Assumptions regarding space and spatiality exist in all major theoretical traditions in international relations, from realism to constructivism, but the mutual constitution of space and social interaction in the study of world politics requires further conceptual development in its own right. This article suggests a preliminary research agenda for the study of space and social relations in IR by lending insight from Georg Simmel's classical sociology of space. Simmel's approach offers scholars of contemporary world politics an innovative conceptualization of the relations between physical and symbolic space ('the physical-symbolic axis') and between space and time ('the spatio-temporal axis'); and a set of practical analytical tools to apply in IR research by defining the foundational qualities of space (exclusivity, divisibility, containment, positioning, and mobility) and suggesting a typology of distinct sociospatial formations: Organized space, governed space, fixed space, and empty space. The article discusses the potential of Simmel's nuanced relational approach to contribute to the contemporary study of world politics, and demonstrates its utility in two particular areas of research: The study of unbundled sovereignty and mobility in late modernity; and the study of empty spaces in IR.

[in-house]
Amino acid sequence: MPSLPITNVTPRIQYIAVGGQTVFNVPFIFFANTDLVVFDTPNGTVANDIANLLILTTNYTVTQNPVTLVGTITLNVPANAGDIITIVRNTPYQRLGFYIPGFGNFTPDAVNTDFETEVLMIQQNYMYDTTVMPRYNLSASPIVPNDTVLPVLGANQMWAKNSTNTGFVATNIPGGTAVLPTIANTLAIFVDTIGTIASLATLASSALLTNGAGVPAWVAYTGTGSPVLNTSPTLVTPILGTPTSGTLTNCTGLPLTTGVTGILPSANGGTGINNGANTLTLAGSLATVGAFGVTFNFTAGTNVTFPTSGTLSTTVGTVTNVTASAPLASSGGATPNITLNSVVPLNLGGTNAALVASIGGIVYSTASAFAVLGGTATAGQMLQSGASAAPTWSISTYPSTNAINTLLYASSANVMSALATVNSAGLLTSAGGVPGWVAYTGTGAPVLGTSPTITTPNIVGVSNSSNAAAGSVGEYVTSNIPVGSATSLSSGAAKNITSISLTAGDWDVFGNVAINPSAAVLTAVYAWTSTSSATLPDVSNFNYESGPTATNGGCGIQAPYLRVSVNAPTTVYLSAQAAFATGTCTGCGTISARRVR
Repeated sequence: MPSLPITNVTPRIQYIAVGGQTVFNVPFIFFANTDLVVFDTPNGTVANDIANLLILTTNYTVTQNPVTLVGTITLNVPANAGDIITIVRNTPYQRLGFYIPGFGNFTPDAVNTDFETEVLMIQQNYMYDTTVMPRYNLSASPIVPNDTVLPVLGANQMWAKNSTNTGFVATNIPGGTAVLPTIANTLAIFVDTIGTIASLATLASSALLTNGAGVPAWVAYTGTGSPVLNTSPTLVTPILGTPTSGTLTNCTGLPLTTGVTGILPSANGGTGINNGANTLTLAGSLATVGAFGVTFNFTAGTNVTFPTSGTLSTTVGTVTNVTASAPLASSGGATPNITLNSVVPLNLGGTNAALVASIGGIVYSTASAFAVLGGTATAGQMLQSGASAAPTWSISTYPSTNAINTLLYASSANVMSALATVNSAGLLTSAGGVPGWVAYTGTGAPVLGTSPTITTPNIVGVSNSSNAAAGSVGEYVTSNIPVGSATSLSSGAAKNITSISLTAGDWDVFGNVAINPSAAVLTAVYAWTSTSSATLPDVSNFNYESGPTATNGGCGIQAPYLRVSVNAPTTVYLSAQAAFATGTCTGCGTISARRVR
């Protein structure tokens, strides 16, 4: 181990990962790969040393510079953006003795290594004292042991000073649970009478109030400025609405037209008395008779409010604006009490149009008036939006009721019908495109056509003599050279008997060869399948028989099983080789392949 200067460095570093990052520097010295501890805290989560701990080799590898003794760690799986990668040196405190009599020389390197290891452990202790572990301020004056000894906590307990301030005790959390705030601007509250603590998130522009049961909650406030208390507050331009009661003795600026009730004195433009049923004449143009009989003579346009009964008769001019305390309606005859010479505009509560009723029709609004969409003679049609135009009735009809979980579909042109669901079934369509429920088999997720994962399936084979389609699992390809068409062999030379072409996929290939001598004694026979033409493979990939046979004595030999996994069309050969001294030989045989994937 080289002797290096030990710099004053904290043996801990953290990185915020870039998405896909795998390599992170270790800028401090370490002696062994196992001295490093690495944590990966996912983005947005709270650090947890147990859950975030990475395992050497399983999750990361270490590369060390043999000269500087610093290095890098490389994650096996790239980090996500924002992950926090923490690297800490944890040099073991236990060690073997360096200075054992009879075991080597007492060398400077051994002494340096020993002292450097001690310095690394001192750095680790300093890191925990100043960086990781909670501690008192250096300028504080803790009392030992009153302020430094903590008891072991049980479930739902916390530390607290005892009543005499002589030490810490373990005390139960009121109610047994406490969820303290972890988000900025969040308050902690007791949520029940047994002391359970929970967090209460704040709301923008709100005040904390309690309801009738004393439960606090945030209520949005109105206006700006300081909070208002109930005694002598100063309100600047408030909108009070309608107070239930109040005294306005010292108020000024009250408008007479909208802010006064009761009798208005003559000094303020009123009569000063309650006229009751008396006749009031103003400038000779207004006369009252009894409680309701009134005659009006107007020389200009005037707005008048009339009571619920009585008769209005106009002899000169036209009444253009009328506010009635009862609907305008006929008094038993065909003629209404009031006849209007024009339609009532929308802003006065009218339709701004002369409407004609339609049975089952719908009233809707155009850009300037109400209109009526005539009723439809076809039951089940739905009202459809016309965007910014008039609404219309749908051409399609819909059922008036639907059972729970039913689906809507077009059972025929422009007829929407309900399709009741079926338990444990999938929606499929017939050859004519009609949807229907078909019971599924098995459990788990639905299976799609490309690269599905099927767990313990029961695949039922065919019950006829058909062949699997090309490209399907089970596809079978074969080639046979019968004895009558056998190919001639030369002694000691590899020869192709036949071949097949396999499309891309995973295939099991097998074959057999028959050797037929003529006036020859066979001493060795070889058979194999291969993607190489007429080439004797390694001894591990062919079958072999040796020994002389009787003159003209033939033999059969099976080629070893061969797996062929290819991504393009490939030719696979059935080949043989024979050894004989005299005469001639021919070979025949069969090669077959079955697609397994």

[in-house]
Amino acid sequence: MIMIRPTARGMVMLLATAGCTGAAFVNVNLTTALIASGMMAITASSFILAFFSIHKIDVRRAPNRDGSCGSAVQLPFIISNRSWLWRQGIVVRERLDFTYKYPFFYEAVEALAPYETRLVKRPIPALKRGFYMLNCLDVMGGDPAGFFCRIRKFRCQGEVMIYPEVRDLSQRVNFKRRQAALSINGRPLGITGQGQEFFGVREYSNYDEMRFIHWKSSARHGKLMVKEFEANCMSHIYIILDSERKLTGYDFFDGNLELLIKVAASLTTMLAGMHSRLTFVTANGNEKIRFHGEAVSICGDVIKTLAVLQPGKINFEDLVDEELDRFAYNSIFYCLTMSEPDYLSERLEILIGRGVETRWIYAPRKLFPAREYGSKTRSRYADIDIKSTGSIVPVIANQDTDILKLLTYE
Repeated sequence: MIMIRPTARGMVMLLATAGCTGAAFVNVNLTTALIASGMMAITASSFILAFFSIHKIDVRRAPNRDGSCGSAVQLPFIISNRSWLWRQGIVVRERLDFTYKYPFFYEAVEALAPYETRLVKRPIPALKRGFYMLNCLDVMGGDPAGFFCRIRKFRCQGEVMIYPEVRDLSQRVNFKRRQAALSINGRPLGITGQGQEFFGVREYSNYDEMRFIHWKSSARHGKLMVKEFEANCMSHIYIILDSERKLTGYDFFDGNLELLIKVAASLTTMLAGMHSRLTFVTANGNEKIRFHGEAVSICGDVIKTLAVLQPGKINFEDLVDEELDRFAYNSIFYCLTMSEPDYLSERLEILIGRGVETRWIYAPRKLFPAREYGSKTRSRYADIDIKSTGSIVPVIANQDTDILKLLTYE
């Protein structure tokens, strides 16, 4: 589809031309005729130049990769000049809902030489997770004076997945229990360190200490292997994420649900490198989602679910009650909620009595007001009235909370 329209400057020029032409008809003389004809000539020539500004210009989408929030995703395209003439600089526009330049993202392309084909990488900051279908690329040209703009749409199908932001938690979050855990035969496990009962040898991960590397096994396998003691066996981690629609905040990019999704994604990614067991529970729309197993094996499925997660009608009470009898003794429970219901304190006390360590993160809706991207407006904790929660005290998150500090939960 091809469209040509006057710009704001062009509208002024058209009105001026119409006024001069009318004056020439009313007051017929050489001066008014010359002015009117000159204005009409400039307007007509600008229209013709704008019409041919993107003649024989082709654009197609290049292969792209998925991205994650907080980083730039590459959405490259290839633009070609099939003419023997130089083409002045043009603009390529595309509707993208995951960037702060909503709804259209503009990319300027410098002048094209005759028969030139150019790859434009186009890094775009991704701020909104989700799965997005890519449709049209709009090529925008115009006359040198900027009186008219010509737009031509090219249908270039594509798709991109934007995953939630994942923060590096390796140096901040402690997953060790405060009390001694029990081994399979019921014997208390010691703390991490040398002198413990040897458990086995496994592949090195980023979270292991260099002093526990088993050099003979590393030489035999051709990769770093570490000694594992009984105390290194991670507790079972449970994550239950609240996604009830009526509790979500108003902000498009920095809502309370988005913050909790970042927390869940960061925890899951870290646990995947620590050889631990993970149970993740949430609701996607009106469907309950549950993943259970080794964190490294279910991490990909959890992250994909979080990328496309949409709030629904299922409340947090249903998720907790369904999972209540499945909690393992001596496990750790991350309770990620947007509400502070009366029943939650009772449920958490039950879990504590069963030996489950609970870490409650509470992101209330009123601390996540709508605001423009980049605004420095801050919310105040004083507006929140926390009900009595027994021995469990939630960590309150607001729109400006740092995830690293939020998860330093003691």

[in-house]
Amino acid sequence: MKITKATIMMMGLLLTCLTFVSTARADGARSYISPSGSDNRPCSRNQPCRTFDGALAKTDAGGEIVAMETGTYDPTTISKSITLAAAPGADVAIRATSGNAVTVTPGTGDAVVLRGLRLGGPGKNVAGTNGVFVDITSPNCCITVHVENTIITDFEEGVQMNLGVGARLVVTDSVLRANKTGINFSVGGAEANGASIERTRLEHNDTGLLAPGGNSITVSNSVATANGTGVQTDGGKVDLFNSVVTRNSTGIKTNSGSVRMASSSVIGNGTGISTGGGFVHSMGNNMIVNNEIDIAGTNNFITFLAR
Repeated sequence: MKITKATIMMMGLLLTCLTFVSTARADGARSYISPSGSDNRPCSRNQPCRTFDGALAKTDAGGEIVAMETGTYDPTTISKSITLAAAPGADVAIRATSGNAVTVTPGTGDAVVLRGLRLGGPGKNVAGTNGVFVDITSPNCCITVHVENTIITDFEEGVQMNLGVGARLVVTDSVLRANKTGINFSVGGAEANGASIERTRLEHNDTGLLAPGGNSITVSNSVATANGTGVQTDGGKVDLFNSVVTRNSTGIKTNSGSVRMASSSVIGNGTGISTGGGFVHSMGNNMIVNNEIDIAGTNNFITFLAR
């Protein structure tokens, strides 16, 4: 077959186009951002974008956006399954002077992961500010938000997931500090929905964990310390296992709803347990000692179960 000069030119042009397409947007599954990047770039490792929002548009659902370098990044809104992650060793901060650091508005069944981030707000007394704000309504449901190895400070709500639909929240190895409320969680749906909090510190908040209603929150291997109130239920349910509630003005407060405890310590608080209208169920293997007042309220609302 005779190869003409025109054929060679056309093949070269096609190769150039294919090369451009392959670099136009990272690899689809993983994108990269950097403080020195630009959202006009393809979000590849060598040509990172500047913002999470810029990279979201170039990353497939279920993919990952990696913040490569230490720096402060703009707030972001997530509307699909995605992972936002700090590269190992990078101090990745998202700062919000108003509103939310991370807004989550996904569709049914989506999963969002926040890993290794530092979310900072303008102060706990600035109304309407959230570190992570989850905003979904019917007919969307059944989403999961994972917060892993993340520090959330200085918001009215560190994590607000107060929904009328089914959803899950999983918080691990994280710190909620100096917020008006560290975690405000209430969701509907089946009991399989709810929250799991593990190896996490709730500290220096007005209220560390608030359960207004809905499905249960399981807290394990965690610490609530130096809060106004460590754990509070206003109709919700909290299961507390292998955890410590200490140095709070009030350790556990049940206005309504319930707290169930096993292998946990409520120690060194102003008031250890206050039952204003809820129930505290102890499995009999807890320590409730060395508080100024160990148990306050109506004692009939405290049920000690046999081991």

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- empty space
- ontological security
- the stranger
- unbundled sovereignty